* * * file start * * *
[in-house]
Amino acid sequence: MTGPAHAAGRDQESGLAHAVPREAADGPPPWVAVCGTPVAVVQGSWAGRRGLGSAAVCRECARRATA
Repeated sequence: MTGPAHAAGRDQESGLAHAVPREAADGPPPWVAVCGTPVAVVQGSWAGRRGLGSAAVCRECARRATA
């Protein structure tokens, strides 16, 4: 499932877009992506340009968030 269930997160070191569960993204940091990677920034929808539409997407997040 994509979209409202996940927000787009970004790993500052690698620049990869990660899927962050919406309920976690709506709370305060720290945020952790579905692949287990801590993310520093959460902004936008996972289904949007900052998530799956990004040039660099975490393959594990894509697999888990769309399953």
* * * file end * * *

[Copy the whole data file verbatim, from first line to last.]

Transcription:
[in-house]
Amino acid sequence: MTGPAHAAGRDQESGLAHAVPREAADGPPPWVAVCGTPVAVVQGSWAGRRGLGSAAVCRECARRATA
Repeated sequence: MTGPAHAAGRDQESGLAHAVPREAADGPPPWVAVCGTPVAVVQGSWAGRRGLGSAAVCRECARRATA
């Protein structure tokens, strides 16, 4: 499932877009992506340009968030 269930997160070191569960993204940091990677920034929808539409997407997040 994509979209409202996940927000787009970004790993500052690698620049990869990660899927962050919406309920976690709506709370305060720290945020952790579905692949287990801590993310520093959460902004936008996972289904949007900052998530799956990004040039660099975490393959594990894509697999888990769309399953």